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A new study claims that temporary workers in Germany often earn only half as much as permanent employees. However, it also found that temporary workers do not displace permanent workers. The Bertelsmann Foundation, which commissioned the research, now suggests that temporary workers should be paid the same salaries as permanent workers after three months of working.
The study says that around 491,999 of the 910,000 temps in the country would benefit from this and estimates that the costs would amount to around €410 million.
In Germany, the temporary staffing industry has introduced a minimum wage for agency workers in 2011 and Aart De Geus of the Bertelsmann Foundation said that this “was the first step in the right direction to correct discrepancies in pay.” But full equal pay should be granted to temps after an initial training period, the study argues.
Only yesterday, the German Labour Minister Ursula von der Leyen criticised the “malpractices in the German staffing industry”. She said it was “unacceptable that employees do the same work in the long term and that there are unequal salaries for this.” But public opinion is divided on this and the opposition party, Die Linke, wants to abolish the temporary staffing industry altogether.
Meanwhile the association of temporary employment agencies, iGZ, said that the autonomy of the current wage bargaining should be respected while the negotiations between unions and employers should not be “torpedoed by political manoeuvre games.”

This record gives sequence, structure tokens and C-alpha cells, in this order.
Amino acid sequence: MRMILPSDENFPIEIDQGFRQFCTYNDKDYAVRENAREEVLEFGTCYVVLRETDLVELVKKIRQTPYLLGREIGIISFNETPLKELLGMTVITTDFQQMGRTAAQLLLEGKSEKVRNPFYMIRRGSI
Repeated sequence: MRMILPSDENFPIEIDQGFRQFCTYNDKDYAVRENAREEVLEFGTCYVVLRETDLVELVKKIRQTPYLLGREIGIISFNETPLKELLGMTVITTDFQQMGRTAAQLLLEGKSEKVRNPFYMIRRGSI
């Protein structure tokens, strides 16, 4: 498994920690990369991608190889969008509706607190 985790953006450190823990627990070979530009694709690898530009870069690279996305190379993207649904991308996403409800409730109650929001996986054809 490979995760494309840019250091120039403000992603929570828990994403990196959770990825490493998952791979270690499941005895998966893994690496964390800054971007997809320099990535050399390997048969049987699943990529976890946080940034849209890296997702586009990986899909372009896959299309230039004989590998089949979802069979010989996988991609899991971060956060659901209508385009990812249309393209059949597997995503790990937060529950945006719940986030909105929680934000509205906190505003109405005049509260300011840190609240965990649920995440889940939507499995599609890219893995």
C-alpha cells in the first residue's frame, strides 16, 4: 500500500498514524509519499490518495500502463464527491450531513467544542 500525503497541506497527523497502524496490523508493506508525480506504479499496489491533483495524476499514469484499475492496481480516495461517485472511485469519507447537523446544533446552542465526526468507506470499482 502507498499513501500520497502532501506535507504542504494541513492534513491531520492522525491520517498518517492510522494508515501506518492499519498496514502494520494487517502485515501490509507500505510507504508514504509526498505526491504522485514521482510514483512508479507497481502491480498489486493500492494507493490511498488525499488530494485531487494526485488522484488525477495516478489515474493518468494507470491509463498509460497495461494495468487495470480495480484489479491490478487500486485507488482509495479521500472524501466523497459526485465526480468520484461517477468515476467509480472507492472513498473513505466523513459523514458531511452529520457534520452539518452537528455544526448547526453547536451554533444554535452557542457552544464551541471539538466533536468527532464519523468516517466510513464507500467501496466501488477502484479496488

According to the RWI, an institute for economic research which carried out the research on behalf of the Bertelsmann Foundation, temporary workers “bear the costs of flexibility”. In Western Germany, a temporary who has had vocational training earns around 47% less than a permanent employee with the same qualifications while in Eastern Germany, they get paid 36% less. This can be explained by the general lower salaries of temporary workers, the study indicates.
The study also found that the highest proportion of temporary workers are men and are employed in Western Germany’s industrial sector. The discrepancies in pay there are particularly high as assembly workers in the metal industry earn around 47% less than permanent employees – instead of €2,990, they get around €1,540 (figures relate to gross income). The study also shows that differences in pay are less severe for temporaries working in low skill jobs.
But the Cologne Institute for Economic Research today said that this discrepancy in pay could be “justified” as temporary workers do not take on as much responsibility as permanent employees due to their shorter stay at companies.
To read the full study in German language, click here.